“The one-on-one attention that Strategies for Success provides is critical to its success, and we are proud that our funding will expand the programs’ reach into the grammar schools,” Dubovsky noted.

Since the inception of Strategies for Success, 42 CSI students have worked as mentors in IS 49, helping nearly 200 intermediary school students raise their academic performance. This year’s $70,000 grant announcement will fund the program for the 2004-2005 academic, with $40,000 for support of the program at IS 49 and $30,000 to expand the program into PS 57.

Yin Fan Pong Li, a CSI business major who participated in the program as a mentor, noted that “Strategies for Success is a very successful program which brings people of different race, nationalities and characters to work together for academic success. For the tutors, it is a valuable opportunity to gain tutoring experience and caring for the young, while the tutees benefit from getting help, guidance and love from their tutors.”

IS 49 seventh graders all had positive reports on the program. One noted “it has helped me in all my homework and still does. The tutors in this program are very helpful. No matter who you are, they help you to understand all your work;” while another said “the tutors are friendly and smart. The club helped me in math, reading and English.”

During the screening of a video made during the program’s most recent semester, one student told of his grade average jumping from 82 to 89 after a semester with the program, and another proudly displayed his report card which compared a previous semester’s grades of 60 in Science and 65 in Robotics with current grades of 90 and 80 respectively.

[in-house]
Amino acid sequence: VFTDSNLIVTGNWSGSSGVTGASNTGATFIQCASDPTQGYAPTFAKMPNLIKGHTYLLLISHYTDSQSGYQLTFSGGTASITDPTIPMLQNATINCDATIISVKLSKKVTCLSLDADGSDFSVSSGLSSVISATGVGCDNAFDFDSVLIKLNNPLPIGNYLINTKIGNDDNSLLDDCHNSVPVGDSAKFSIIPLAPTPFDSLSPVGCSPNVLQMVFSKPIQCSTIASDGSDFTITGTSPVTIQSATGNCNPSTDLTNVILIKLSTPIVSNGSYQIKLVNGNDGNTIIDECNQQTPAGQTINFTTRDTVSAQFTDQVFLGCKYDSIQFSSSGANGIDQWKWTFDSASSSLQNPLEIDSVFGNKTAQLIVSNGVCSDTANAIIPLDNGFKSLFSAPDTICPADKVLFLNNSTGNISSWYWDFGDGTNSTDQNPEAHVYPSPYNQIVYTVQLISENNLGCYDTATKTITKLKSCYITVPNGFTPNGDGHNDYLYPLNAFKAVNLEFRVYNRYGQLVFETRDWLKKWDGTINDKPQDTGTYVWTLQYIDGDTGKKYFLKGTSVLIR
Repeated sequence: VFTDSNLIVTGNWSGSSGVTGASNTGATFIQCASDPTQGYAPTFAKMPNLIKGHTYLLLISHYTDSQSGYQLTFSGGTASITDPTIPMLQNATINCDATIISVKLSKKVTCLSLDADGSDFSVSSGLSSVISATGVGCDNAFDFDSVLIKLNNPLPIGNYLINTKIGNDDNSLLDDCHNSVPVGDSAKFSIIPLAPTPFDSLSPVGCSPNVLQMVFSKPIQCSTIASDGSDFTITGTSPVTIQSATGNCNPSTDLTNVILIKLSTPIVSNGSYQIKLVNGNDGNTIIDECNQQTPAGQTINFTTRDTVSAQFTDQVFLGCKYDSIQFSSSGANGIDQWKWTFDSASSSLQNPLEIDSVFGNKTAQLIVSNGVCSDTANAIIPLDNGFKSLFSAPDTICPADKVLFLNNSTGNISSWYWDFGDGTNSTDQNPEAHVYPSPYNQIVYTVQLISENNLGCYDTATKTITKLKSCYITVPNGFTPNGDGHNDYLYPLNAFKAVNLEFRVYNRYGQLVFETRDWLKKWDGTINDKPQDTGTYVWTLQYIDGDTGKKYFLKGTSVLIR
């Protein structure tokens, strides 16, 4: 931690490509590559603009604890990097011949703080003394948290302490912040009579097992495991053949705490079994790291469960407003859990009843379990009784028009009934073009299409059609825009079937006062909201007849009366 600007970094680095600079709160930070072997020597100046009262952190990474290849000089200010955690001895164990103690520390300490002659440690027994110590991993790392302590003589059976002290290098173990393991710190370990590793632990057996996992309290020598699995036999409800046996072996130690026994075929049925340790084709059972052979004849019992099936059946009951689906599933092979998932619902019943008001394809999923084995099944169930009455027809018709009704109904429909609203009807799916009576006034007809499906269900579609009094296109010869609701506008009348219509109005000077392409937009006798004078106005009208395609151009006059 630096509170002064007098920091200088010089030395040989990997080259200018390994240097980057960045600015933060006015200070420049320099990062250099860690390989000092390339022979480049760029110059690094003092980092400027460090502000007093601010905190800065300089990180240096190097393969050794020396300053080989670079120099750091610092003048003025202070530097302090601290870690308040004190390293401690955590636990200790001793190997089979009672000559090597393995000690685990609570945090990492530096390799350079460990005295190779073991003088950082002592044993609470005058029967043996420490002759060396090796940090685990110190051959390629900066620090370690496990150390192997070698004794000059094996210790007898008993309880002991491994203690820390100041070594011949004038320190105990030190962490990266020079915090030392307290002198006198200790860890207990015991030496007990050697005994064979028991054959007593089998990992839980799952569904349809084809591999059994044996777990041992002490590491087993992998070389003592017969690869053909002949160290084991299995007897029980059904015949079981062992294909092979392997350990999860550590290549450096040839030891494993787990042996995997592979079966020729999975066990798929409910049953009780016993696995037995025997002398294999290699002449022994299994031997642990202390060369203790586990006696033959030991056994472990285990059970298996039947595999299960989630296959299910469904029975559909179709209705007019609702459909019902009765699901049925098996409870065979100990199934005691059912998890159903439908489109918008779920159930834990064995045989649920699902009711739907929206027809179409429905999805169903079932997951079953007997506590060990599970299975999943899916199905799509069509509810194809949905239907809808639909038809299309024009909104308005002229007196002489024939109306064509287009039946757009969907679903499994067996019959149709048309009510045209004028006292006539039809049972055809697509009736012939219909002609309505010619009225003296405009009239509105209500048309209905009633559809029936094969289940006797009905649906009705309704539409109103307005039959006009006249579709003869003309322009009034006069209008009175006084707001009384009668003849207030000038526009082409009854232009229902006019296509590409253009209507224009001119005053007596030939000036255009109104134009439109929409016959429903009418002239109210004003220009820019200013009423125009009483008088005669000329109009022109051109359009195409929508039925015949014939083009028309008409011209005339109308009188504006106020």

The children’s excitement about participation in the program was evident, and all expressed their desire for the program to return again next year.

The SI Bank & Trust Foundation has supported the College of Staten Island’s SEEK Program with $125,000 since 1999, and has supported the college with more than $300,000 in grants since the late 1990s.

“SI Bank & Trust Foundation is crucial to the quality of life on Staten Island, and their generosity makes Staten Island a better place to live,” said Richard Truitt, vice president for college advancement at CSI, “and we are proud to have them as our partner.”

Georgia Landrum, the Strategies for Success program coordinator at CSI, noted that “learning is a social process, and I am very thankful and very excited to be part of a program that helps develop leadership skills in our public school pupils.”

“The SI Bank & Trust Foundation is helping CSI transform the lives of students on Staten Island,” Truitt continued, “and we thank Betsy Dubovsky and the SI Bank & Trust Foundation Board for their continued dedication and commitment.”